I was a reader. That is a powerful feeling for a child in elementary school, don’t you think? Considering that being a reader has fallen by the wayside to a large degree, what with video games and movies. People don’t read now. Even academic administrators don’t believe in libraries and think all the knowledge you need can be googled. (This is a true example, but I can’t reveal my source.)

Rusty seems to have come up out of his pages to play with me, then returned to them, looking like my Tippy. I had to follow, prancing about the farm and its meadows - there definitely were stretches of green in his novel - looking forward to the next chapter, and the next... I followed, entranced, aware that the little town and its little library had grown. There was a big farm with lots of animals and activity. A place a child go to and spend lots of time.

Everything had grown into Rusty’s world at some point. My town was bigger because he was in that book and I had found that book all by myself, signed it out, taken it home. Because I was a reader, I would have finished the book quickly, skipping lunch to do so. I could read it again before returning it, or could return it then wait a bit to sign it out all over again, as if it were the first time. Keeping the thrill alive. Racing through meadows and petting Rusty. I did that and still want to do that. I miss doing that, but I refuse to get another dog.

I have only ever had one dog. Rusty or Tippy, it doesn’t matter. They looked alike. They both made me happy.

I have only ever read one book about a dog. Rusty’s story. I feel guilty about that, but just like there’s never been another Tippy, another dog in my life, there’s never been another book because there hasn’t been room in my little girl’s heart, you might say.

I am incapable of letting sleeping dogs lie. I need them to be alive and running, chasing butterflies.

You could help me with that, you know. I’m getting too old to go to the library by myself.

April 30, 2021 18:29

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7 comments

Rachel Loughran
11:00 May 06, 2021

This was great! And forcibly reminded me of similar half-remembered books I read as a child. Like I can perfectly visualise the cover and have an inkling of what the beginning of the story was about but no memory of the name or the author or the ending... highly relatable stuff, and very well written!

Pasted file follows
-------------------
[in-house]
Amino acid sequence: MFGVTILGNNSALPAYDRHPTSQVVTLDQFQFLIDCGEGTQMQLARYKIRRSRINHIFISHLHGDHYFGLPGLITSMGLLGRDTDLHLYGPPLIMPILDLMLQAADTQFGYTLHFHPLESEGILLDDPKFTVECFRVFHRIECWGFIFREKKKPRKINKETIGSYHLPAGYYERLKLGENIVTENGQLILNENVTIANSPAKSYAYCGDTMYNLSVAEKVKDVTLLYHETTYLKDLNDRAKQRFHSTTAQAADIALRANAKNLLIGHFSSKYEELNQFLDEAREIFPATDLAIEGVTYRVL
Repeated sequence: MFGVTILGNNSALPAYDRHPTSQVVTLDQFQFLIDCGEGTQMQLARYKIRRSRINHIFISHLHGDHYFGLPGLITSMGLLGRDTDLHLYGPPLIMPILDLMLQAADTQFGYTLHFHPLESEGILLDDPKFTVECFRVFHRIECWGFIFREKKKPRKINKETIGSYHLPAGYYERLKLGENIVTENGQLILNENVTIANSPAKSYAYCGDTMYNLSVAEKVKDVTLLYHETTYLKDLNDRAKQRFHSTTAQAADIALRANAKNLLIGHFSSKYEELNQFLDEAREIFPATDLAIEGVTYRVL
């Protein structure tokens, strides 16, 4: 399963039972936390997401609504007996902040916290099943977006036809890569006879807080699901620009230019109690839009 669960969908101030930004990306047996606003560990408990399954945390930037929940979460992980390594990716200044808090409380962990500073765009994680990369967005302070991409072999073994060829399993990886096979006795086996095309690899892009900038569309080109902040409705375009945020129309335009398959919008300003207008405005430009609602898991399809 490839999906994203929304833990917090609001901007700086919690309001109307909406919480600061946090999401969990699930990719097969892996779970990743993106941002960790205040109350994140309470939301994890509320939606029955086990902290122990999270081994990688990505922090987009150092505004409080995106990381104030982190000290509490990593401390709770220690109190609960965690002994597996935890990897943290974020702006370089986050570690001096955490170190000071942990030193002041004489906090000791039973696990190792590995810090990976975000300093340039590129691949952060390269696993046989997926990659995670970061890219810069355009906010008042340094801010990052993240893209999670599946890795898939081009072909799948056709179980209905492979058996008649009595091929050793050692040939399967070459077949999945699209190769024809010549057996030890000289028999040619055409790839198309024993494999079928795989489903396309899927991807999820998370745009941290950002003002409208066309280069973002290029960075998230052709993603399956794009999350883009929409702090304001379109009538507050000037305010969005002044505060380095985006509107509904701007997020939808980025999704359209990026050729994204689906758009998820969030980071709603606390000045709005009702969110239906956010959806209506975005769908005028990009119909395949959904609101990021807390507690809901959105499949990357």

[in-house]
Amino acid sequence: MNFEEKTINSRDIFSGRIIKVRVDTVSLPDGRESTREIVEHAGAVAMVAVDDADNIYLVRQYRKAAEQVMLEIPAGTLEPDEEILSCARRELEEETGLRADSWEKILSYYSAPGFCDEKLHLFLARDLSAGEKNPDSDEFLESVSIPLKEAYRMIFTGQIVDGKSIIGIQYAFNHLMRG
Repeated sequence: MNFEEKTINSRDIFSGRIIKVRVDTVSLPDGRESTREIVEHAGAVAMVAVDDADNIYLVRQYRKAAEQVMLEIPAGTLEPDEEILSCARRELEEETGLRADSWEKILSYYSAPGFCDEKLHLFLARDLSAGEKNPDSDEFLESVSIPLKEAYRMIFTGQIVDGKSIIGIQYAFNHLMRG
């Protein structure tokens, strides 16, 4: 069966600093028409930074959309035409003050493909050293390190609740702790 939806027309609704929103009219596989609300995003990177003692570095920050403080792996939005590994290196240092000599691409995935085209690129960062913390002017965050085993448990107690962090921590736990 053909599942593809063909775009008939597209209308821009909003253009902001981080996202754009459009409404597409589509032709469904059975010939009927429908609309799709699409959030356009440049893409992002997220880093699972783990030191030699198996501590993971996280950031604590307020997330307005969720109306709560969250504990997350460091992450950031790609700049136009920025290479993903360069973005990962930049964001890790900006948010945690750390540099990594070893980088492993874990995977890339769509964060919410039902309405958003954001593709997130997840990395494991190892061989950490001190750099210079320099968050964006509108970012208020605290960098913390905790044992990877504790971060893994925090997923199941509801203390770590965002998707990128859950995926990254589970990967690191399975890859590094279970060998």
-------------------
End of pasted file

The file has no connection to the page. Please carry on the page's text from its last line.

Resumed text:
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Kathleen March
18:48 May 07, 2021

Thanks. Unfortunately, that part is true. It feels like you've lost a part of your brain when it happens, but it was 'just a book'...

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Darya Silman
17:03 May 04, 2021

Oh, I can almost visualize your brainstorm; constructing the story, putting all stresses on their exact places, and adding a feeling of love here and there. I admire that more than a mindless stringing of sentences on an idea. I like the language, I very like the structure of the narrative, I like the idea behind the story. 100% hit for me!

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Kathleen March
22:58 May 07, 2021

Very kind of you. Your words are encouraging!

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Kathleen March
22:58 May 07, 2021

Very kind of you. Your words are encouraging!

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Kathleen March
22:58 May 07, 2021

Very kind of you. Your words are encouraging!

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Jay Stormer
19:29 Apr 30, 2021

The story brought back good memories of another small town library. They were important sources of knowledge and entertainment in the pre-Internet world. A world where physically browsing shelved books and reading a printed page gave learning a different dimension lost today, even in libraries now with on-line catalogs.